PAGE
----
Smoke from the wildfires burning across Southern California continued contributing to unhealthy air quality in the San Fernando Valley Friday, along with coastal areas and surrounding portions of Los Angeles County.
All people in those areas should avoid unnecessary outdoor exposure and limit all physical exertion, said Dr. Jeffrey Gunzenhauser, the county's interim health officer.
"It is difficult to tell where ash or soot from a fire will go, or how winds will affect the level of dust particles in the air, so we ask all individuals to be aware of their immediate environment and take actions to safeguard their health," Gunzenhauser said.
"Smoke and ash can be harmful,'' Gunzenhauser said, especially for vulnerable individuals, such as the elderly, children, people with asthma or individuals with other respiratory or heart conditions.
Throughout the county, sensitive individuals should stay indoors as much as possible -- even in areas where smoke, soot, or ash cannot be seen or there is no odor of smoke, Gunzenhauser said.
"We are also advising schools that are in session in smoke-impacted areas to suspend outside physical activities, including physical education and after-school sports, until conditions improve," Gunzenhauser said.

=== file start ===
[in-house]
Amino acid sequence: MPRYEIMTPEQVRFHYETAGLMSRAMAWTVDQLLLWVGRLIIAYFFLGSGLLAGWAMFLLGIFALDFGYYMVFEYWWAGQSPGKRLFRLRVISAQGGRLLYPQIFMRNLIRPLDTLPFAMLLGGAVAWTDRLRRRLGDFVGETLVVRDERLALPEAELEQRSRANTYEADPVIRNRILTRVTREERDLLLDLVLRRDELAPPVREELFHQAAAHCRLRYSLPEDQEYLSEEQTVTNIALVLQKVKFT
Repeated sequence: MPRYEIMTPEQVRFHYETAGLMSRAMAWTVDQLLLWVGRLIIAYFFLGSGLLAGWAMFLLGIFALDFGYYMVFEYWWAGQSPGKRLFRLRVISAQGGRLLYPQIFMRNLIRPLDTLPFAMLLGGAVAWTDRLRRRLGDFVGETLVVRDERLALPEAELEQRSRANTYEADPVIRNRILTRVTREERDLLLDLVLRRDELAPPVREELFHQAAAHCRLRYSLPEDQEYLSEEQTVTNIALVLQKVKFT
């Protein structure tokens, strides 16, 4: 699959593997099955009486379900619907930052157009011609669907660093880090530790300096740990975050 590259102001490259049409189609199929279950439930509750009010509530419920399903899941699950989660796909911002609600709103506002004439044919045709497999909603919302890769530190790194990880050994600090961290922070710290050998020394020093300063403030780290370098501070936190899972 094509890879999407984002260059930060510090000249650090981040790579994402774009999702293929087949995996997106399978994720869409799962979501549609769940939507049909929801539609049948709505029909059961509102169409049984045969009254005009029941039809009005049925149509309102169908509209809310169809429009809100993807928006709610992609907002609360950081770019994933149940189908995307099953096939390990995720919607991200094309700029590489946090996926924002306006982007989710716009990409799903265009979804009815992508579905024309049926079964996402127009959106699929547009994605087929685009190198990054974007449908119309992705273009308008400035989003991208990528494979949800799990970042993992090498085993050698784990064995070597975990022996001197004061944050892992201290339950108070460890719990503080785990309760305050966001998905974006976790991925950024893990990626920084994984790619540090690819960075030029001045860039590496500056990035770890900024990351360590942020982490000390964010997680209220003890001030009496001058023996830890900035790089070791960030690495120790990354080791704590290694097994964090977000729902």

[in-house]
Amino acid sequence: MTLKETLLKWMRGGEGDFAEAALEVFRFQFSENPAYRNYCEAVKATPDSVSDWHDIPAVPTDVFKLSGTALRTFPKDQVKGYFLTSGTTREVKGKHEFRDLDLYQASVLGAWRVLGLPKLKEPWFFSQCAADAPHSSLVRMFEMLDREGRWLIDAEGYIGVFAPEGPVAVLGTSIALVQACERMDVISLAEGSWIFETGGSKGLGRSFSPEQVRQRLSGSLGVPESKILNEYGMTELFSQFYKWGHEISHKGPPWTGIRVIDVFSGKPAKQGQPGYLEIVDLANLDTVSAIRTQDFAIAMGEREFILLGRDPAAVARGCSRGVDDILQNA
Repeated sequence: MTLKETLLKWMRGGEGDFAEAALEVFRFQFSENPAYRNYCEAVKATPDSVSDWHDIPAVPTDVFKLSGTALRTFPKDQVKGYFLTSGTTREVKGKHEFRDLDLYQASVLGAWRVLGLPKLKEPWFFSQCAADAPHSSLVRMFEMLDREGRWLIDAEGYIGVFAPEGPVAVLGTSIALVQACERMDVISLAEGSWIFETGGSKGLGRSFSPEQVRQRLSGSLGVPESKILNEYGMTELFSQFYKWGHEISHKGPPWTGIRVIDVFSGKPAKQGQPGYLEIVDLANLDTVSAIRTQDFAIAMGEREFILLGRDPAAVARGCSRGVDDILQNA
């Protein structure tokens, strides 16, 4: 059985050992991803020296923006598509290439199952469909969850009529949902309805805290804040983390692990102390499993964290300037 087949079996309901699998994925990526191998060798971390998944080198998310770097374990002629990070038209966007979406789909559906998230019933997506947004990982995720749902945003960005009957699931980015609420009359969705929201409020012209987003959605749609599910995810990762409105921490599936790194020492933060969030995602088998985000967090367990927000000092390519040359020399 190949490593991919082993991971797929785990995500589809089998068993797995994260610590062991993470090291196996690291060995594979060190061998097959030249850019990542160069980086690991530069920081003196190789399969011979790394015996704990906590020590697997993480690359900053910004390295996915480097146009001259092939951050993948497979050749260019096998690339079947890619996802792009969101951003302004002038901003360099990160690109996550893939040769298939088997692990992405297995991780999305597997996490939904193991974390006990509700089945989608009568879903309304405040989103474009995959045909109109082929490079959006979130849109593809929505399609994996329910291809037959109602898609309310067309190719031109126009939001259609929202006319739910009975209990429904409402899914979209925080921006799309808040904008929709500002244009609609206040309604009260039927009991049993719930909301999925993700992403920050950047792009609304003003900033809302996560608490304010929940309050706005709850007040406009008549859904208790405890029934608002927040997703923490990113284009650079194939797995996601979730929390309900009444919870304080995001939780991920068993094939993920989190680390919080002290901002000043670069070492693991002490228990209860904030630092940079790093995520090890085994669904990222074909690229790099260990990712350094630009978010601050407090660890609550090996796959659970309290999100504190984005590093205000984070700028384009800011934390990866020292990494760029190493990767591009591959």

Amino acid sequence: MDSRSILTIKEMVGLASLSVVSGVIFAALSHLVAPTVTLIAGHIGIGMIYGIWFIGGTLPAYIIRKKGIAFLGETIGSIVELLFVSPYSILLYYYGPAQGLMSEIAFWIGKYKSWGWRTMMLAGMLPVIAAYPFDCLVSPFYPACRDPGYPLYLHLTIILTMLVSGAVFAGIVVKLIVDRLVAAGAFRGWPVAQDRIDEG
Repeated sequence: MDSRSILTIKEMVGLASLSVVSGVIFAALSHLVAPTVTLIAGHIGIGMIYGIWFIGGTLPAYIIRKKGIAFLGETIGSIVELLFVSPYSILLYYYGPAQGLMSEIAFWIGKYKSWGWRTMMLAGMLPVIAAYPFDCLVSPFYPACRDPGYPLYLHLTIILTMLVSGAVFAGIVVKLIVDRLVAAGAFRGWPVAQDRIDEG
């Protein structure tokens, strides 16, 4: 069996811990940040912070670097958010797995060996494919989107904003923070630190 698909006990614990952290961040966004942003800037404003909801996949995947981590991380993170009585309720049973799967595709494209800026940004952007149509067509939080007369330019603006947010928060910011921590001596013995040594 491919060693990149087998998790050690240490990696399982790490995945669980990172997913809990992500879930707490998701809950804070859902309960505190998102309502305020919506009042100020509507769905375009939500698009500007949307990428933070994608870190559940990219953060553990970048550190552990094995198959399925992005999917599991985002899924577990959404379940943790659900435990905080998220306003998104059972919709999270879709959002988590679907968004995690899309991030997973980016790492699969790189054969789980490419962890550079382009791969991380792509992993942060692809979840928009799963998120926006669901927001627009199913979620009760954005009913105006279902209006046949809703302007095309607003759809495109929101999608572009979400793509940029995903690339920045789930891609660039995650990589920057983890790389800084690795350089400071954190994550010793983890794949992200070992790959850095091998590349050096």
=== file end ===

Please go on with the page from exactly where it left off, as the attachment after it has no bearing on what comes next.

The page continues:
People can participate in indoor sports or other strenuous activity in areas with visible smoke, soot, or ash, provided the indoor location has air conditioning that does not draw air from the outside and has closed windows and doors, Gunzenhauser said.
"If you see or smell smoke, or see a lot of particles and ash in the air, avoid unnecessary outdoor activity to limit your exposure to harmful air," Gunzenhauser said.
If outdoor air is bad, try to keep indoor air as clean as possible by keeping windows and doors closed. Air conditioners that re-circulate air within the home can help filter out harmful particles. People were urged to avoid using air conditioning units that only draw in air from the outside or that do not have a re-circulating option. And residents were advised to check the filters on their air conditioners and replace them regularly.
Residents in affected areas should also keep their pets inside.